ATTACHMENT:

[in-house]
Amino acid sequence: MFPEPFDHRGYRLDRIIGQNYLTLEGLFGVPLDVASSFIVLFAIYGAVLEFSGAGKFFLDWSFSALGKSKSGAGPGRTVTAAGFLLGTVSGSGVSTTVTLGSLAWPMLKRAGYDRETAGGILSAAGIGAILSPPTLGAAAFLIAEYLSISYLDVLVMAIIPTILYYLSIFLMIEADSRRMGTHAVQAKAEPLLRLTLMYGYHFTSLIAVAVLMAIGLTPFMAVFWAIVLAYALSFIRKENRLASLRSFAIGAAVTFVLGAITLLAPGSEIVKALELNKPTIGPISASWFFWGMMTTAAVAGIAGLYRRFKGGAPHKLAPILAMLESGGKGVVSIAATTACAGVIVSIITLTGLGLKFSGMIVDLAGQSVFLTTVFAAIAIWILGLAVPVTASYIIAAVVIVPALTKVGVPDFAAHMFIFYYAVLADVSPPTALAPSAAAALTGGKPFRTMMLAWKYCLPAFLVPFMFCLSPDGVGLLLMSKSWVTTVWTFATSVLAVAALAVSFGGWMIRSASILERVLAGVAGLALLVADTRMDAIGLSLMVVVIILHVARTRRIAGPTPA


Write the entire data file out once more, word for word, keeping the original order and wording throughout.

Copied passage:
[in-house]
Amino acid sequence: MFPEPFDHRGYRLDRIIGQNYLTLEGLFGVPLDVASSFIVLFAIYGAVLEFSGAGKFFLDWSFSALGKSKSGAGPGRTVTAAGFLLGTVSGSGVSTTVTLGSLAWPMLKRAGYDRETAGGILSAAGIGAILSPPTLGAAAFLIAEYLSISYLDVLVMAIIPTILYYLSIFLMIEADSRRMGTHAVQAKAEPLLRLTLMYGYHFTSLIAVAVLMAIGLTPFMAVFWAIVLAYALSFIRKENRLASLRSFAIGAAVTFVLGAITLLAPGSEIVKALELNKPTIGPISASWFFWGMMTTAAVAGIAGLYRRFKGGAPHKLAPILAMLESGGKGVVSIAATTACAGVIVSIITLTGLGLKFSGMIVDLAGQSVFLTTVFAAIAIWILGLAVPVTASYIIAAVVIVPALTKVGVPDFAAHMFIFYYAVLADVSPPTALAPSAAAALTGGKPFRTMMLAWKYCLPAFLVPFMFCLSPDGVGLLLMSKSWVTTVWTFATSVLAVAALAVSFGGWMIRSASILERVLAGVAGLALLVADTRMDAIGLSLMVVVIILHVARTRRIAGPTPA